Community Engagement
Black Institute for Environmental Studies

Wildlife & Conservation Biology

Wildlife & Conservation Biology (Offered in 11th & 12th)

Student engagement with wildlife and conservation biology at Bosque School builds directly from the school’s location along New Mexico’s critical and rare riverside habitat. The riparian forest that is the school’s namesake and the Rio Grande and its watershed provide innumerable opportunities for students to challenge the very notion of what education looks like.
 
The bosque, as both habitat and learning environment, is embedded in many cross disciplinary student experiences. Art classes routinely head into the forest with sketch pads in hand to seek out nature as inspiration, physical education activities takes place along riverside trails, and the Black Institute programs at Bosque School provide students with opportunities to support habitat enhancement projects as well as direct wildlife research.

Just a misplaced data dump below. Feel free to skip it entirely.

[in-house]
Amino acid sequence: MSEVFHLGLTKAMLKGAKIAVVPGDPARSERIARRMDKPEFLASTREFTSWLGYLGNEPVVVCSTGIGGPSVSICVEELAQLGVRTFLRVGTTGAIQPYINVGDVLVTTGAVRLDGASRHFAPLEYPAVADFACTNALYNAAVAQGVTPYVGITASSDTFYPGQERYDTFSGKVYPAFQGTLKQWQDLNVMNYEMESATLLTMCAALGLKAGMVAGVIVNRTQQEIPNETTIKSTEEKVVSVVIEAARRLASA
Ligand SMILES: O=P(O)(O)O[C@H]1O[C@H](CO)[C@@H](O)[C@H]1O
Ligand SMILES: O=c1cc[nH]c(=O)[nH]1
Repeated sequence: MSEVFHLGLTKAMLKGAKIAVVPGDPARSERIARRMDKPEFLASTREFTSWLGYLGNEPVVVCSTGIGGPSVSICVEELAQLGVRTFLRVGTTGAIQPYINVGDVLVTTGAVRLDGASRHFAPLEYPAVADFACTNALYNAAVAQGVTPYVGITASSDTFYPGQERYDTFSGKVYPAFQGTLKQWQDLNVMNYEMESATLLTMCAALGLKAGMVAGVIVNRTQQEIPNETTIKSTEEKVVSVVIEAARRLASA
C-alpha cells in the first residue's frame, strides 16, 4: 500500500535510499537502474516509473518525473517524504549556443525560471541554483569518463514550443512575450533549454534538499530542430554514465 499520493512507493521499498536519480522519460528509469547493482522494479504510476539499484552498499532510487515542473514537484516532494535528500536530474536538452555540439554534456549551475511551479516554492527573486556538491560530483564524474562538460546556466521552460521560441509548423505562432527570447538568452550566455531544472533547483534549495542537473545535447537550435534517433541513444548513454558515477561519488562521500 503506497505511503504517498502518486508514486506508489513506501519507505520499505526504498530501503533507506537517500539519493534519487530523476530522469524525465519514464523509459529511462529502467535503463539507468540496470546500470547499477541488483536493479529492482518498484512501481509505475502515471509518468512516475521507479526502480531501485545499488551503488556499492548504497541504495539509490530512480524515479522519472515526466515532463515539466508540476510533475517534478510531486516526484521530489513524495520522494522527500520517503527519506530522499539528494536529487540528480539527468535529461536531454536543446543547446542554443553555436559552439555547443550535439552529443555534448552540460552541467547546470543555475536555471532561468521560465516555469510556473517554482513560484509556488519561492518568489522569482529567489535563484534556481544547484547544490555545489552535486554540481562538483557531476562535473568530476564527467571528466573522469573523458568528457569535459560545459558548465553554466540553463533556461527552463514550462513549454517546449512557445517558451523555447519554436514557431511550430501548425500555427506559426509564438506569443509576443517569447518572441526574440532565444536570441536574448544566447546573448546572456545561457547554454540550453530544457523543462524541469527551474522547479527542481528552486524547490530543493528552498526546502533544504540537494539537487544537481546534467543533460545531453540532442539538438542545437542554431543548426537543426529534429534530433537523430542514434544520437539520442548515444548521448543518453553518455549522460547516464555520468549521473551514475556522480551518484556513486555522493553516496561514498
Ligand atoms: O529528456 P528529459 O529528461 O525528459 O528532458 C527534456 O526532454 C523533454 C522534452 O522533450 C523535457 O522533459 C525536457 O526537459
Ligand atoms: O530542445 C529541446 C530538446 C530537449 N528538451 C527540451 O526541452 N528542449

Each year both middle and high school students are provided the opportunity to directly participate in ongoing wildlife and conservation biology research. In sixth grade that is embedded in the Bosque Ecosystem Monitoring Program (BEMP) where students, in partnership with the University of New Mexico Department of Biology contribute to research about the Rio Grande and its bosque. Seventh gaders branch out into the smaller streams of the region in partnership with the New Mexcio Department of Game and Fish’s New Mexico Watershed Watch program where they explore the health of those waterways for humans and fish. Other experiences vary by grade level and the particular classes students choose to take. Central to the elective courses juniors and seniors can take in this area are the Wildlife and Conservation Biology class as well as the Wildlife Research Seminar. In both classes, students engage in and design their own wildlife science research projects.
 
Many students choose to become involved in both summer and year round wildlife and conservation biology projects led by some combination of BEMP and Bosque School faculty. Recent projects have included capturing and getting DNA samples from turtles and frogs and conducting research on rare and endangered lizards. Students interested in volunteering to participate in these types of projects should reach out to either BEMP staff or the Bosque School Wildlife and Conservation Biology teacher.
Creating opportunites for students to interact with wildlife and regional wildlife professionals